According to one report over 75% of the Cybercrimes reported were from the “The Friday Afternoon Fraud”. This involves criminals modifying emails directly by hacking into the email system of an individual. By monitoring e-mails they can then determine when a deal is about to be closed. They then alter the client's emails to the attorney or vice versa, altering bank routing instructions so funds go to the criminal.
Such scams often take place on a Friday, as this is the time that many deals are finalized, and the transfer of funds often take place. This also buys criminals additional time to avoid detection. About 25% of law firms have targeted by cybercriminals, with nearly one in ten resulting in money being stolen.
How to detect the Friday Afternoon Fraud or similar e-mail modification scams:
Law Firms, accounting firms and title agencies that hold large sums of client money are most at risk. Even for those who do not hold large amounts of client money, it is worth considering this risk. The following steps that help detect the Friday Afternoon Fraud will also work against other scams.
1. confirm client and third party payment details, for example sending $1.00 to the account numbers provided and confirming it has been received
2. provide information to clients confirming they will never be asked by you to send money to a different account than that given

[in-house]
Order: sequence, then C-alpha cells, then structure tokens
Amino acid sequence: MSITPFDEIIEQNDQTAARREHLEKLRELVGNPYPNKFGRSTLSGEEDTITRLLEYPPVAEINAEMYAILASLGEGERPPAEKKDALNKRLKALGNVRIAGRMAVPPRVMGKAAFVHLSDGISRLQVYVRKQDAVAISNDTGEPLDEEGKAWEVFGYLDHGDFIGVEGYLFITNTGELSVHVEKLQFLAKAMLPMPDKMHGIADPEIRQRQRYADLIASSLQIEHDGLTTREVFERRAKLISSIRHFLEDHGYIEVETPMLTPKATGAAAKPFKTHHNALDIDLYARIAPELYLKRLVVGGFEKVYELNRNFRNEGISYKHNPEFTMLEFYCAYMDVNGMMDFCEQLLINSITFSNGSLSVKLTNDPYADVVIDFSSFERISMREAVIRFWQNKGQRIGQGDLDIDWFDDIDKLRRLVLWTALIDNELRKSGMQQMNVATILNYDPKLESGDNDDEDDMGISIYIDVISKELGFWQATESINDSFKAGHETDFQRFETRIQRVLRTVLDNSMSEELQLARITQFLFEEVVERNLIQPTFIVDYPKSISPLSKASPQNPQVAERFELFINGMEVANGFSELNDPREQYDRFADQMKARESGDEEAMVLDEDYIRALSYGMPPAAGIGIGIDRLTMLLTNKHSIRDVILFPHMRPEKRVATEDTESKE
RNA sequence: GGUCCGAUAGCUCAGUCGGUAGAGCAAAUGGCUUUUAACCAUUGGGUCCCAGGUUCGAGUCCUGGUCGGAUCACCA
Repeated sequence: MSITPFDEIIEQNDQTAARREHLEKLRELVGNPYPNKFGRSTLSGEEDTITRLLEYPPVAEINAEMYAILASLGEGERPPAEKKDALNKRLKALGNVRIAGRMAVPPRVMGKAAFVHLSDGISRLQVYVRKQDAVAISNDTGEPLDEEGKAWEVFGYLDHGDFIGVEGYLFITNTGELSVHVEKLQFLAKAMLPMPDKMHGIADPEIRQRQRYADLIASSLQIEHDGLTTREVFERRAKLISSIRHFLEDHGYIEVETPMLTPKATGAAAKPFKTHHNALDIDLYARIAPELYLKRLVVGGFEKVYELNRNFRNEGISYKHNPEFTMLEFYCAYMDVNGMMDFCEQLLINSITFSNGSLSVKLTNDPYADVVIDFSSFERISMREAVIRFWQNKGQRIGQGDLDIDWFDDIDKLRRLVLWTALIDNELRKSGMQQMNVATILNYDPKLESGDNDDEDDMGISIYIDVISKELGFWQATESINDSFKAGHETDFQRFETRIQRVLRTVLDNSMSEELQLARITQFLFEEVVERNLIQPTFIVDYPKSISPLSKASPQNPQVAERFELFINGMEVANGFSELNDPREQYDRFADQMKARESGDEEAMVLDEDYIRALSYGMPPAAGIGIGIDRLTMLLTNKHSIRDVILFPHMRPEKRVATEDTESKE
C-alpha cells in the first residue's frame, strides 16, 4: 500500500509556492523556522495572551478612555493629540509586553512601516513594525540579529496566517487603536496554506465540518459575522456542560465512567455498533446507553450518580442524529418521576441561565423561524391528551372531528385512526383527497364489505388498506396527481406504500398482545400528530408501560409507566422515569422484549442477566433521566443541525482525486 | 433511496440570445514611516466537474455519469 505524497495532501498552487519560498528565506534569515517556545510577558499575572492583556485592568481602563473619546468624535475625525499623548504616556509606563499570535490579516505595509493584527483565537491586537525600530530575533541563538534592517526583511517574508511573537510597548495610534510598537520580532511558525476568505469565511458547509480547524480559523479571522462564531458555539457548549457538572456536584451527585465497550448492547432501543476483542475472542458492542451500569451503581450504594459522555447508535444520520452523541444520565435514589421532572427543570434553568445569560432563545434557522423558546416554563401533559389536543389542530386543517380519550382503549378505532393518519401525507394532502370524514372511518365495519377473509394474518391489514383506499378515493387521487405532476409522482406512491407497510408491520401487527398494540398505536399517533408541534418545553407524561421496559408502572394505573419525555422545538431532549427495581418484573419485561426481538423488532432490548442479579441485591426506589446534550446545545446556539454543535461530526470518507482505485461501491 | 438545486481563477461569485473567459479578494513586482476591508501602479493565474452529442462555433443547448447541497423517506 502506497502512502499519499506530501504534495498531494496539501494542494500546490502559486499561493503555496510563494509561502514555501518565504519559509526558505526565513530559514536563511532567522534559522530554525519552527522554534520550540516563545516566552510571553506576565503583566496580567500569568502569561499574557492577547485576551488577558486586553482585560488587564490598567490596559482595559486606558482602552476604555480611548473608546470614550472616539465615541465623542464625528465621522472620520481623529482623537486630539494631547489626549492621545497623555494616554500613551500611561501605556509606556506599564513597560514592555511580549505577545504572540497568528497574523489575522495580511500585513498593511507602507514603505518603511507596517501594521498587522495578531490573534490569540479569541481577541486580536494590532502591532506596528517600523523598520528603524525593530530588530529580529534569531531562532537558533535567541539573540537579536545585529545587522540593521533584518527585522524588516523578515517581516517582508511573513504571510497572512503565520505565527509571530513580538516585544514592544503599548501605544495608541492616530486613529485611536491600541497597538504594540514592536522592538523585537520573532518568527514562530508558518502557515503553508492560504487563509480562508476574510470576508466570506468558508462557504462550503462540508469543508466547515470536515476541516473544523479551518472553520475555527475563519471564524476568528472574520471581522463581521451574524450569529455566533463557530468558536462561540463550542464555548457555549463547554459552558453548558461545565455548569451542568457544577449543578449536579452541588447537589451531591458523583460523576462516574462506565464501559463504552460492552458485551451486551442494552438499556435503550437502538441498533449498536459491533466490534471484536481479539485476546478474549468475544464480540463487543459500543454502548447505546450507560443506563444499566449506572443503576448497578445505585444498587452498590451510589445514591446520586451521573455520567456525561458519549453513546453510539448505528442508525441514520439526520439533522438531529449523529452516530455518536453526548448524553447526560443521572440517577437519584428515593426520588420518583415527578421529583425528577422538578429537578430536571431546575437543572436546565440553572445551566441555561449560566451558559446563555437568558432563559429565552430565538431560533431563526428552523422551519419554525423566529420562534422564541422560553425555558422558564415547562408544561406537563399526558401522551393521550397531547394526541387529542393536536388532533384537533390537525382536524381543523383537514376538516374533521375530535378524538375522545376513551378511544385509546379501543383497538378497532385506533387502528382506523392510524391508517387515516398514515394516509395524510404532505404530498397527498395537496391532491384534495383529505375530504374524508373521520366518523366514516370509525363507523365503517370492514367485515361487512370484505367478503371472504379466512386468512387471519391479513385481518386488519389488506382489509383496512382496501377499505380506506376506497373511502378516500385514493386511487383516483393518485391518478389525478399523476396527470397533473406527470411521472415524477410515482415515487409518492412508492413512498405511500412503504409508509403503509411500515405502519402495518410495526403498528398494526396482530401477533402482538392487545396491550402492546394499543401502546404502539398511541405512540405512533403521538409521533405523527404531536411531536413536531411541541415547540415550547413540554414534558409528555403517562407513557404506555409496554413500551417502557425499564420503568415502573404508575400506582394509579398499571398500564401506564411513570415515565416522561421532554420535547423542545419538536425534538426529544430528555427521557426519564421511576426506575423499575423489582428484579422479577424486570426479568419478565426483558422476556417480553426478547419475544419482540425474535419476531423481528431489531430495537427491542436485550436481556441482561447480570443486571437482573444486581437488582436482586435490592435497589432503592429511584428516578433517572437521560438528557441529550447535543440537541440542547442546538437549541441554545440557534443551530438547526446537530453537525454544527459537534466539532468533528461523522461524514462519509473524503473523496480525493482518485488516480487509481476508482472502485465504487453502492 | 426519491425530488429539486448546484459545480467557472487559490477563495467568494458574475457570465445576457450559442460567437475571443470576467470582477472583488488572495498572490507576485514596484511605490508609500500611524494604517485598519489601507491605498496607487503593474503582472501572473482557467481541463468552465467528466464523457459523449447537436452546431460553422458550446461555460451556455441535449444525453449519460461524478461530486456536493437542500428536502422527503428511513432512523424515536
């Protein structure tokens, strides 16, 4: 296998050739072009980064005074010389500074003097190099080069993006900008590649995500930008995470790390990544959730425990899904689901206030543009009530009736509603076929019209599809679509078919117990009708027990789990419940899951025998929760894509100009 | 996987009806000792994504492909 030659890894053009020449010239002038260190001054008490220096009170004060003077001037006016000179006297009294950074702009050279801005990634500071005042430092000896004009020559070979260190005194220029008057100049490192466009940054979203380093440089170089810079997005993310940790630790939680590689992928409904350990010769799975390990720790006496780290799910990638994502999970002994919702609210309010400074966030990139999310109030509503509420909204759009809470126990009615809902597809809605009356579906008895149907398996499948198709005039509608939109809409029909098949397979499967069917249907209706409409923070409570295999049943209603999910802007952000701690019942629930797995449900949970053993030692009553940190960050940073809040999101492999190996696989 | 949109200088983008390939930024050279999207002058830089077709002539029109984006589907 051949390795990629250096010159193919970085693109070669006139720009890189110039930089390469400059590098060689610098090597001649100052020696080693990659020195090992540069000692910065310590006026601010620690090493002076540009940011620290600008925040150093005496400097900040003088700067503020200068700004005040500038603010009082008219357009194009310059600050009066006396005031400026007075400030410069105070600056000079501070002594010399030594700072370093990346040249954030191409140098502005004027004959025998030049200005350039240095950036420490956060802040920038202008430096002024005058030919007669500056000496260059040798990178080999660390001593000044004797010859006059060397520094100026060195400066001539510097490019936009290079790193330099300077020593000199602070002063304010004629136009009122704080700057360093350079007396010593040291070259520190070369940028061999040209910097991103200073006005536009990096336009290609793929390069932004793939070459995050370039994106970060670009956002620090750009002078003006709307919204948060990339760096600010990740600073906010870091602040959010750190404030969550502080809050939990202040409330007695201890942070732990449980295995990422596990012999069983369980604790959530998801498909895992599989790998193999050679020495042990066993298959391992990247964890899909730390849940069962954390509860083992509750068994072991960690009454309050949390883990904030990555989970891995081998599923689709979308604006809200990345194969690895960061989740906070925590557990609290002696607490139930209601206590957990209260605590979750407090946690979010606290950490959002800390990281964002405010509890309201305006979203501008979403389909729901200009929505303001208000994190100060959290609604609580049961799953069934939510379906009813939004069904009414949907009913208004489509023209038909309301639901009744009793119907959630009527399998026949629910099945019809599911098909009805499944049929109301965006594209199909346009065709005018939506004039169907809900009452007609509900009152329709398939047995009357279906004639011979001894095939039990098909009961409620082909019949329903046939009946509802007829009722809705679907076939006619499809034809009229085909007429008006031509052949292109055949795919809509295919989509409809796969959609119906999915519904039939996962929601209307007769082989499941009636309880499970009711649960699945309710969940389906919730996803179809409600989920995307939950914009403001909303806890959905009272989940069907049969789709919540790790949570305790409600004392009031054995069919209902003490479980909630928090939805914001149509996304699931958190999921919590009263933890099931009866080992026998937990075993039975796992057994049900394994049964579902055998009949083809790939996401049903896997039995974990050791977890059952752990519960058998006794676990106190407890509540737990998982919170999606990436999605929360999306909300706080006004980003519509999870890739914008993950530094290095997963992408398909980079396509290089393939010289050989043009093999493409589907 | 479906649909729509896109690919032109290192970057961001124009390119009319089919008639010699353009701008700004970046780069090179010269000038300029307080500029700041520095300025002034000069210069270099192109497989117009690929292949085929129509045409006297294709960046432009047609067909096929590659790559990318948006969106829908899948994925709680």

3. be suspicious of requests to change payment details, in particular emails sent at the last minute when closing a time sensitive deal, make sure to confirm these instructions with the client on a previously known telephone number
4. confirm that details for electronically transferring funds provided by a third-party lawyer are actually going to the party intended
These are not the only steps that can be taken but it is a good start. It is worth noting that most of the cybercrimes started with hacking individuals and not systems. Ongoing training of staff is essential.
Make sure that you have the proper insurance coverage. Many errors and omissions insurance policies provide little to no coverage for this type of fraud.
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Lee Norcross, MBA, CPCU
Managing Director, CEO
(616) 940-1101 Ext. 7080